This new approach has given the clinician a greater appreciation of variability in the clinical presentation of many well-described conditions and allowed for the discovery of unsuspected imbalances in prenatal diagnosis. Given the potential described in this article, we anticipate the microarray to be the initial prenatal diagnostic approach for the identification of chromosomal alterations [9]. Although, clinical application of this approach as a universal routine test for prenatal diagnosis is premature, further investigation will allow an evaluation between the overall diagnostic yield of microarrays over routine prenatal testing with banding karyotype, as well as cost effectiveness issues [36-38].


Contemporary cytogenetics has quickly integrated the microarray technologies into clinical use and this approach have revolutionized this field and extended its applications to many areas of medicine other than medical genetics. These dramatic changes require the design of better training programs to prepare the trainees in cytogenetics to face the future challenges of this exciting discipline [16].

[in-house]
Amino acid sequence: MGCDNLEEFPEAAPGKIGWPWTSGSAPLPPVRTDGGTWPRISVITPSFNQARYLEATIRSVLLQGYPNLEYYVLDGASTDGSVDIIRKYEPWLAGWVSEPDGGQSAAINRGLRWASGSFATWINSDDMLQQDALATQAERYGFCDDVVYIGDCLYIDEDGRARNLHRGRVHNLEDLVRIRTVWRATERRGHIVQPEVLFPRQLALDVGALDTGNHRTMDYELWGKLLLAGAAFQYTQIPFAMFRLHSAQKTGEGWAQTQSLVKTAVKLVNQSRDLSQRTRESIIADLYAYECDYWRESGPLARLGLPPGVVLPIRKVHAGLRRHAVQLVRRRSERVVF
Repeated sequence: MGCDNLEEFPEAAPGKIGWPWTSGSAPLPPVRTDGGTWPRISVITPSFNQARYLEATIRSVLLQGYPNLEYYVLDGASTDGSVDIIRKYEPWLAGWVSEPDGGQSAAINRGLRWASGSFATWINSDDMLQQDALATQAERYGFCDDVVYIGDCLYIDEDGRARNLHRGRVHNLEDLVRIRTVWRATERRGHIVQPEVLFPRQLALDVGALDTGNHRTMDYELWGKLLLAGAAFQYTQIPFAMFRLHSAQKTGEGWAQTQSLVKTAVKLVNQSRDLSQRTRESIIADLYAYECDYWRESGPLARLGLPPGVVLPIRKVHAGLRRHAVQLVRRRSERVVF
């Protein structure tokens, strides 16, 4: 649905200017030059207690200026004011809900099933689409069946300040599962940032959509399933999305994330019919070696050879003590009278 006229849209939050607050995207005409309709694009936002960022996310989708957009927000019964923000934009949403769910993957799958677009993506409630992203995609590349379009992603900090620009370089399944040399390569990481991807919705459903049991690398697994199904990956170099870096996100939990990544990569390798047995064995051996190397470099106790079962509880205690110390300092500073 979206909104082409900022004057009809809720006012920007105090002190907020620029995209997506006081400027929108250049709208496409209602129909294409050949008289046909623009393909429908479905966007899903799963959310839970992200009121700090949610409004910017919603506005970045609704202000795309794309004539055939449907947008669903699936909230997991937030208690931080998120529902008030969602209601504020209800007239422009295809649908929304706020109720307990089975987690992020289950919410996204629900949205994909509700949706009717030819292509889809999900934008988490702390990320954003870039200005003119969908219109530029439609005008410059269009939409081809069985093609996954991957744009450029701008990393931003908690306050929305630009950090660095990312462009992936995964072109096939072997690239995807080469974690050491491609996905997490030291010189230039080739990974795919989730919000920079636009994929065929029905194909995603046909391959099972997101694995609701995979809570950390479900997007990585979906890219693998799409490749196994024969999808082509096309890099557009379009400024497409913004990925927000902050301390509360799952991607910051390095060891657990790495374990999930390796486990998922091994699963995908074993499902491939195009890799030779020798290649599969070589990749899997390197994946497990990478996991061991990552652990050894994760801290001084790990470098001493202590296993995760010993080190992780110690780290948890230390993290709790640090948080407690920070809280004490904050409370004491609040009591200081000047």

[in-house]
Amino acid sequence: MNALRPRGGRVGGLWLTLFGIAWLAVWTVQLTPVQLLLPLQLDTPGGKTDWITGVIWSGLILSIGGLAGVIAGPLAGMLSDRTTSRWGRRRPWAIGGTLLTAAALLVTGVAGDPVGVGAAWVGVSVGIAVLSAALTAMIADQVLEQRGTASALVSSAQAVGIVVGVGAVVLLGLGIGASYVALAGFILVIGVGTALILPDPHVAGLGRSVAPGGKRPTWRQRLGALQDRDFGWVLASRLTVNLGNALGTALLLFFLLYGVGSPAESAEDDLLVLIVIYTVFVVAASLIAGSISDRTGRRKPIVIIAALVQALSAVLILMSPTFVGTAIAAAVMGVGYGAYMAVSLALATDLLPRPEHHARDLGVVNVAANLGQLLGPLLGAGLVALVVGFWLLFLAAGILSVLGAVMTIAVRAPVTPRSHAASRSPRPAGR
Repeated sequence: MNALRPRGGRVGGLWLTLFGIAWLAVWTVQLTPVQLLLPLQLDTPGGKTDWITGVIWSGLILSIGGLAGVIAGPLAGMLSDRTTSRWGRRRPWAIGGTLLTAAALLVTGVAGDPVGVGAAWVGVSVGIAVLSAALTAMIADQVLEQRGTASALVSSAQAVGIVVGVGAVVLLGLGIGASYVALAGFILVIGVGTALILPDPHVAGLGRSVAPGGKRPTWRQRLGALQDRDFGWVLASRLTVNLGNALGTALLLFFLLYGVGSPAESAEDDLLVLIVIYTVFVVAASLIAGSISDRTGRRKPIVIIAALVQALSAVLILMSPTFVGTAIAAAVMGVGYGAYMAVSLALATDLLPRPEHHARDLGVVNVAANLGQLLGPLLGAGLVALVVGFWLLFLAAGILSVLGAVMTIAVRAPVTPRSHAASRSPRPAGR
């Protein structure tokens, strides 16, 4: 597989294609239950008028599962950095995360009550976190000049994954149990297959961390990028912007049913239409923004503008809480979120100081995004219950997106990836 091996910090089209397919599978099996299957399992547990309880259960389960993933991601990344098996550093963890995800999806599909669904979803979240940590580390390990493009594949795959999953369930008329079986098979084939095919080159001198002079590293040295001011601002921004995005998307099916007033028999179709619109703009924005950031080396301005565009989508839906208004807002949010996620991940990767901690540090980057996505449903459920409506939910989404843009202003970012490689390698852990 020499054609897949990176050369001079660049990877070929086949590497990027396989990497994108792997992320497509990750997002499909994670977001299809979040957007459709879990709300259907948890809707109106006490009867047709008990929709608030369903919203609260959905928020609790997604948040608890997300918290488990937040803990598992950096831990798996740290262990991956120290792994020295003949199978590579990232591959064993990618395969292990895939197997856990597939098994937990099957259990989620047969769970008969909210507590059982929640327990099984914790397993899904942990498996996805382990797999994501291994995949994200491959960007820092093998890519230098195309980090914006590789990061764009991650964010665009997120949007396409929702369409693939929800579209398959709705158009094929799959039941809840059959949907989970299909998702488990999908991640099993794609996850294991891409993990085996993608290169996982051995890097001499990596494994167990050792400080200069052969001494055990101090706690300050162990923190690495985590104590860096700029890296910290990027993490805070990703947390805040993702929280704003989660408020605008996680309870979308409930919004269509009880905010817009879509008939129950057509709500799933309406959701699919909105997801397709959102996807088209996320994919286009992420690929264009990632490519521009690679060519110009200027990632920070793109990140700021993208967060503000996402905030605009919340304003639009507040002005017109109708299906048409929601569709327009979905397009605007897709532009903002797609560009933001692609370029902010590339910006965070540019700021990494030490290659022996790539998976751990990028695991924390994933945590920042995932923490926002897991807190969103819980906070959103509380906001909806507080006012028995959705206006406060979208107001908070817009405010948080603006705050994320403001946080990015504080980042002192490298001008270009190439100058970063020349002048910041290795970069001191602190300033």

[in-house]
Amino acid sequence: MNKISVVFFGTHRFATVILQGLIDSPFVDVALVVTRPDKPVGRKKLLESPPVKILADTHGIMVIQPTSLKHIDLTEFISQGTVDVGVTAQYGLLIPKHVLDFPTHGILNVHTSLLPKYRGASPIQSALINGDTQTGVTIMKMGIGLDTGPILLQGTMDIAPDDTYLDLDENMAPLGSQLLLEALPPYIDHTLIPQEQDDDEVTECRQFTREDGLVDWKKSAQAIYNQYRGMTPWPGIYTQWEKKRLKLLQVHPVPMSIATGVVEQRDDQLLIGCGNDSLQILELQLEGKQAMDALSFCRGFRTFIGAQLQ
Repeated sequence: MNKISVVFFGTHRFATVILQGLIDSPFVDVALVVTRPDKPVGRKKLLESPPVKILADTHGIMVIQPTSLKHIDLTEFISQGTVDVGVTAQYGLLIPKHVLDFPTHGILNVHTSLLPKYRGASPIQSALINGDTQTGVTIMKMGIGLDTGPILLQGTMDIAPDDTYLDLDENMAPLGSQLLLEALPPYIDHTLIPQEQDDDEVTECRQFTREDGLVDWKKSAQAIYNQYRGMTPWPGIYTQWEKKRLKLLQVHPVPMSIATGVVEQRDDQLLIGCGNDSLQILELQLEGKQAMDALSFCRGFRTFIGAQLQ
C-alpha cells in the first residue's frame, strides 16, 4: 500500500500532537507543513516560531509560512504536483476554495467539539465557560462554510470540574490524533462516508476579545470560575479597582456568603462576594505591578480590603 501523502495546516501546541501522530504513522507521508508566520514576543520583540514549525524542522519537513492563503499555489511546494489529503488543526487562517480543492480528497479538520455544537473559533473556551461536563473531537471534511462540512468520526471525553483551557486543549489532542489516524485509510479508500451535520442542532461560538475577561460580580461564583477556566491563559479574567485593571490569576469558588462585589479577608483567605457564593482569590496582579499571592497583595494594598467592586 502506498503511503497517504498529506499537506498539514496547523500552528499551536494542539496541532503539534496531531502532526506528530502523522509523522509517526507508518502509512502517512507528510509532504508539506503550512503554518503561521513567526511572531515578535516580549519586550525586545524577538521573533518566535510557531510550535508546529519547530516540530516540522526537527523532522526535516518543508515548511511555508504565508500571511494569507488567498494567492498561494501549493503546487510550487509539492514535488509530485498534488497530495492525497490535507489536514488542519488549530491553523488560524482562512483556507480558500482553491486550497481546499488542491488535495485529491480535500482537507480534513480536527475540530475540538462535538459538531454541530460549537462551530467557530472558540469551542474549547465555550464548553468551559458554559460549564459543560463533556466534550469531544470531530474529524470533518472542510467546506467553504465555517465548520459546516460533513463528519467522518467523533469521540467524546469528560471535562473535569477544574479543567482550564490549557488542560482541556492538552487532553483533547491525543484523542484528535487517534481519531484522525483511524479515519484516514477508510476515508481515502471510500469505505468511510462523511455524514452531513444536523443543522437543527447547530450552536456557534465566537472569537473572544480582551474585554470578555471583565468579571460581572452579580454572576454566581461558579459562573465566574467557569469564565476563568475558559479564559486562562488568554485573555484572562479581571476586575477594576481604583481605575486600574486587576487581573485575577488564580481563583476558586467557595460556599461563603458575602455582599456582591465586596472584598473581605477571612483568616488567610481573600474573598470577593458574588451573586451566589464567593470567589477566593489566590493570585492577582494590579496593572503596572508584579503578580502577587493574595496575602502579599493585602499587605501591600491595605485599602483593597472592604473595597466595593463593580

The application and interpretation of genomic arrays in clinical diagnosis would be desirable and capable of decreasing the risk of unexpected findings and would play a major discovery role to reveal the cryptic and/or complex nature of chromosome arrangements [39, 40]. The development of next-generation sequencing technologies that can quickly sequence an entire cancer genome will certainly lead to even more advances in our understanding of cancer genesis and our ability to diagnose, prevent and treat.

요 약

마이크로어레이 진단 기법의 발달은 세포유전학적 관점에서, 다양한 종류의 유전학적 질병과 관련하여 새로운 정보를 제공하고, 질병에 대한 기본적인 통찰력을 제공하는데 매우 중요한 역할을 제공하고 있다. 그동안 많은 연구들에서, 마이크로어레이 기술을 활용한 인간 게놈의 유동성과 다양성을 입증해 주었으며, 게놈의 취약성을 식별하기 위한 보다 정확한 진단기법과 적절한 임상 관리 방법을 효율적으로 제공해 왔다. 앞으로 다양한 유전과 관련된 질병에 기존 세포유전학적 방법을 자동화된 마이크로어레이 방법으로 전환한다면, 보다 효율적인 방법으로 질병을 진단하고, 정확성을 향상시키며, 유전자 배열의 암호화 및 복잡한 특성을 밝히는데 매우 중요한 역할을 할 것으로 생각된다. 또한 이 분석 기법을 활용하여 게놈과 인간의 건강, 질병과의 관계를 분석하여 다양한 정보를 미리 제공하여 질병을 예방하고, 질병의 진단 및 치료에도 도움이 될 수 있는 새로운 혁명을 일으킬 수 있을 것으로 기대된다.


This study was financially supported by the research fund of Korea Nazarene University in 2020.

Conflict of interest


Author’s information (Position)
Kang JU, Professor.